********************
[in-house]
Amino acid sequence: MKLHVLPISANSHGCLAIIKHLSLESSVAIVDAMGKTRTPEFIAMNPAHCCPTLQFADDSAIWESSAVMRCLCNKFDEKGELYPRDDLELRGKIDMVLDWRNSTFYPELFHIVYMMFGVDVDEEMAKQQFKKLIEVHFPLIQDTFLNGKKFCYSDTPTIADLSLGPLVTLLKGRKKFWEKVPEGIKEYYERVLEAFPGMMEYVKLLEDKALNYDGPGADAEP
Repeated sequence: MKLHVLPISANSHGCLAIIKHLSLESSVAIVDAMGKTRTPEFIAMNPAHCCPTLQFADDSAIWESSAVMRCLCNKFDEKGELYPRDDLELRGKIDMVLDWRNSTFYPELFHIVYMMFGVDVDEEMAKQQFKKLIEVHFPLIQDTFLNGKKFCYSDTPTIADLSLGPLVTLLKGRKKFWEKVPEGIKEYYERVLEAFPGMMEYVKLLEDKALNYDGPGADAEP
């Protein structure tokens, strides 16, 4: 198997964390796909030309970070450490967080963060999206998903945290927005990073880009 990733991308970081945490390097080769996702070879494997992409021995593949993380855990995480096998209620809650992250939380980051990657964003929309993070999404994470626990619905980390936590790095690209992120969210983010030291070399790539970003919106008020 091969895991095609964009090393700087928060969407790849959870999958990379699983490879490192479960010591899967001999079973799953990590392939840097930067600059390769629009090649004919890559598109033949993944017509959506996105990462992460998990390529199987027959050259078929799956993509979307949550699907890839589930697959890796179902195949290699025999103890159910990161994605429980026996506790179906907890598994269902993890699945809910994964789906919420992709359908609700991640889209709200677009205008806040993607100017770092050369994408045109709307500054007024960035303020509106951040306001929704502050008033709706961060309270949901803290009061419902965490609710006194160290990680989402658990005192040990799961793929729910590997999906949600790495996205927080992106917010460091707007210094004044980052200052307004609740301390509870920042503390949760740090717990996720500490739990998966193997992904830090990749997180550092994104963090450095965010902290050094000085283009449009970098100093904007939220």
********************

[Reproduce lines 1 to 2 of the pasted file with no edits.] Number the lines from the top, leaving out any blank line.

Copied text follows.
[in-house]
Amino acid sequence: MKLHVLPISANSHGCLAIIKHLSLESSVAIVDAMGKTRTPEFIAMNPAHCCPTLQFADDSAIWESSAVMRCLCNKFDEKGELYPRDDLELRGKIDMVLDWRNSTFYPELFHIVYMMFGVDVDEEMAKQQFKKLIEVHFPLIQDTFLNGKKFCYSDTPTIADLSLGPLVTLLKGRKKFWEKVPEGIKEYYERVLEAFPGMMEYVKLLEDKALNYDGPGADAEP